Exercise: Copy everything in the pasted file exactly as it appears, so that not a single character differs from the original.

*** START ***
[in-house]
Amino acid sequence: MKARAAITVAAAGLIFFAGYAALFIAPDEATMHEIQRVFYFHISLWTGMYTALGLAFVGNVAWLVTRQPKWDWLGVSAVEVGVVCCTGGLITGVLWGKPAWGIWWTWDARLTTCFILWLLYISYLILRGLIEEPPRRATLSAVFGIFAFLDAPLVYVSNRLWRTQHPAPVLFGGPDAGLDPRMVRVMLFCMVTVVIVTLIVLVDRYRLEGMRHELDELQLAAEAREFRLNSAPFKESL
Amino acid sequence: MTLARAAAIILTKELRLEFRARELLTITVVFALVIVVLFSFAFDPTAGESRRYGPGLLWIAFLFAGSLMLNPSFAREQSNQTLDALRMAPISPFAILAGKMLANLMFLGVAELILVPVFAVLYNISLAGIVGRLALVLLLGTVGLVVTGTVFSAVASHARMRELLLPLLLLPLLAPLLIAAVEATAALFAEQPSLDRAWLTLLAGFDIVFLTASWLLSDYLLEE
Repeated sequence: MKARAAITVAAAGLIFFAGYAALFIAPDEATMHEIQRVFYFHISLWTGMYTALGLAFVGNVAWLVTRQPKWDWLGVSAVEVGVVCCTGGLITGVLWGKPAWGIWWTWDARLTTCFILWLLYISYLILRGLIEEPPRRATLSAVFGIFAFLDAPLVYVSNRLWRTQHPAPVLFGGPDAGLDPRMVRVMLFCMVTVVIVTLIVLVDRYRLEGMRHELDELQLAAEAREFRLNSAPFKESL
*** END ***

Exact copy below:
[in-house]
Amino acid sequence: MKARAAITVAAAGLIFFAGYAALFIAPDEATMHEIQRVFYFHISLWTGMYTALGLAFVGNVAWLVTRQPKWDWLGVSAVEVGVVCCTGGLITGVLWGKPAWGIWWTWDARLTTCFILWLLYISYLILRGLIEEPPRRATLSAVFGIFAFLDAPLVYVSNRLWRTQHPAPVLFGGPDAGLDPRMVRVMLFCMVTVVIVTLIVLVDRYRLEGMRHELDELQLAAEAREFRLNSAPFKESL
Amino acid sequence: MTLARAAAIILTKELRLEFRARELLTITVVFALVIVVLFSFAFDPTAGESRRYGPGLLWIAFLFAGSLMLNPSFAREQSNQTLDALRMAPISPFAILAGKMLANLMFLGVAELILVPVFAVLYNISLAGIVGRLALVLLLGTVGLVVTGTVFSAVASHARMRELLLPLLLLPLLAPLLIAAVEATAALFAEQPSLDRAWLTLLAGFDIVFLTASWLLSDYLLEE
Repeated sequence: MKARAAITVAAAGLIFFAGYAALFIAPDEATMHEIQRVFYFHISLWTGMYTALGLAFVGNVAWLVTRQPKWDWLGVSAVEVGVVCCTGGLITGVLWGKPAWGIWWTWDARLTTCFILWLLYISYLILRGLIEEPPRRATLSAVFGIFAFLDAPLVYVSNRLWRTQHPAPVLFGGPDAGLDPRMVRVMLFCMVTVVIVTLIVLVDRYRLEGMRHELDELQLAAEAREFRLNSAPFKESL